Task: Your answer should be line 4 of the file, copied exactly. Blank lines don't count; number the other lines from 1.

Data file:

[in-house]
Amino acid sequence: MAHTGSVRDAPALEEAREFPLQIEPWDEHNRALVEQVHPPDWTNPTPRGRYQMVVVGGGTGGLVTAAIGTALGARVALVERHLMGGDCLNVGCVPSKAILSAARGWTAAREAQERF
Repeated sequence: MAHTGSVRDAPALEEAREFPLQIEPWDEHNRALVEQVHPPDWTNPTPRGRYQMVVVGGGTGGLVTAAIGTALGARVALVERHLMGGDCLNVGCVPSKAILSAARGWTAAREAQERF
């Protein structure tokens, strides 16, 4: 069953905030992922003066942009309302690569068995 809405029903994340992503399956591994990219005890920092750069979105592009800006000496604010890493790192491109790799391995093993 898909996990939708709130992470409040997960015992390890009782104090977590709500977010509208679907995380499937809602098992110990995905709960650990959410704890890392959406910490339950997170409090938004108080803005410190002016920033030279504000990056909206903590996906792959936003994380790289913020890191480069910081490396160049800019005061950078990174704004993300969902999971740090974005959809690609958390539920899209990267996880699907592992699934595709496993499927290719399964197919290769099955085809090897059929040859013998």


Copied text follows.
């Protein structure tokens, strides 16, 4: 069953905030992922003066942009309302690569068995 809405029903994340992503399956591994990219005890920092750069979105592009800006000496604010890493790192491109790799391995093993 898909996990939708709130992470409040997960015992390890009782104090977590709500977010509208679907995380499937809602098992110990995905709960650990959410704890890392959406910490339950997170409090938004108080803005410190002016920033030279504000990056909206903590996906792959936003994380790289913020890191480069910081490396160049800019005061950078990174704004993300969902999971740090974005959809690609958390539920899209990267996880699907592992699934595709496993499927290719399964197919290769099955085809090897059929040859013998």